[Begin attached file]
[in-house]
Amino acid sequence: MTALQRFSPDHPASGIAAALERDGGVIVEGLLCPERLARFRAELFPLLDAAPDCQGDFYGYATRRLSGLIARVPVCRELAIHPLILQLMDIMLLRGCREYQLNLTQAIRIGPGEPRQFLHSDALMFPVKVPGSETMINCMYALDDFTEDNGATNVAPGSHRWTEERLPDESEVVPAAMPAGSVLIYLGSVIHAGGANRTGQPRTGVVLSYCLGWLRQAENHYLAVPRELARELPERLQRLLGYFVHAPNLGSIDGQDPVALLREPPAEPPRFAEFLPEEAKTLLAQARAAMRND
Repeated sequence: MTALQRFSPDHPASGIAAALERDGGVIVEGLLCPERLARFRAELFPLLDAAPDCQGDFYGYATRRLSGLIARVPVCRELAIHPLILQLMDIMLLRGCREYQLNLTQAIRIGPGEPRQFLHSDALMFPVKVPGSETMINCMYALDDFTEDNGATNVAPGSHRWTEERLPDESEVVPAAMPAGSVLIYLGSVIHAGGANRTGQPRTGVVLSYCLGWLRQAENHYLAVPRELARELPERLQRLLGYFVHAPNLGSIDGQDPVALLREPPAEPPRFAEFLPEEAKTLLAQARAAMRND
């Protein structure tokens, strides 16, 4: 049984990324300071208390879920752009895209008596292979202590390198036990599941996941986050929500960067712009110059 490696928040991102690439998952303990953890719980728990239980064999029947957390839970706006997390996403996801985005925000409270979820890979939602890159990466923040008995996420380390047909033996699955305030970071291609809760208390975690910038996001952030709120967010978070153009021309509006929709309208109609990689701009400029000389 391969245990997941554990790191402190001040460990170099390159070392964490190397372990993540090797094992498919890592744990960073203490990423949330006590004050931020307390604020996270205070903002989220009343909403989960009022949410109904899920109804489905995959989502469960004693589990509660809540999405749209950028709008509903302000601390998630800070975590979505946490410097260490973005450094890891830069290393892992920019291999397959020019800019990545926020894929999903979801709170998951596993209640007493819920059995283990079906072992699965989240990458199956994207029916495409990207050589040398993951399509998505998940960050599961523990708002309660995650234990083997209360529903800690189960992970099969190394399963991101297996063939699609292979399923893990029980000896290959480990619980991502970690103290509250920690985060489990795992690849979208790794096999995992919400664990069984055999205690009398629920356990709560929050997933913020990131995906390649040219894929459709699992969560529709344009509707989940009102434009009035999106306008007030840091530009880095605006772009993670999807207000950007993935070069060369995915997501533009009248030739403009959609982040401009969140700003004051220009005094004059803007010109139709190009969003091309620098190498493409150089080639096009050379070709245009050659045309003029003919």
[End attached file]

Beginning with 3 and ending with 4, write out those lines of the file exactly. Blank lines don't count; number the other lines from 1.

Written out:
Repeated sequence: MTALQRFSPDHPASGIAAALERDGGVIVEGLLCPERLARFRAELFPLLDAAPDCQGDFYGYATRRLSGLIARVPVCRELAIHPLILQLMDIMLLRGCREYQLNLTQAIRIGPGEPRQFLHSDALMFPVKVPGSETMINCMYALDDFTEDNGATNVAPGSHRWTEERLPDESEVVPAAMPAGSVLIYLGSVIHAGGANRTGQPRTGVVLSYCLGWLRQAENHYLAVPRELARELPERLQRLLGYFVHAPNLGSIDGQDPVALLREPPAEPPRFAEFLPEEAKTLLAQARAAMRND
């Protein structure tokens, strides 16, 4: 049984990324300071208390879920752009895209008596292979202590390198036990599941996941986050929500960067712009110059 490696928040991102690439998952303990953890719980728990239980064999029947957390839970706006997390996403996801985005925000409270979820890979939602890159990466923040008995996420380390047909033996699955305030970071291609809760208390975690910038996001952030709120967010978070153009021309509006929709309208109609990689701009400029000389 391969245990997941554990790191402190001040460990170099390159070392964490190397372990993540090797094992498919890592744990960073203490990423949330006590004050931020307390604020996270205070903002989220009343909403989960009022949410109904899920109804489905995959989502469960004693589990509660809540999405749209950028709008509903302000601390998630800070975590979505946490410097260490973005450094890891830069290393892992920019291999397959020019800019990545926020894929999903979801709170998951596993209640007493819920059995283990079906072992699965989240990458199956994207029916495409990207050589040398993951399509998505998940960050599961523990708002309660995650234990083997209360529903800690189960992970099969190394399963991101297996063939699609292979399923893990029980000896290959480990619980991502970690103290509250920690985060489990795992690849979208790794096999995992919400664990069984055999205690009398629920356990709560929050997933913020990131995906390649040219894929459709699992969560529709344009509707989940009102434009009035999106306008007030840091530009880095605006772009993670999807207000950007993935070069060369995915997501533009009248030739403009959609982040401009969140700003004051220009005094004059803007010109139709190009969003091309620098190498493409150089080639096009050379070709245009050659045309003029003919």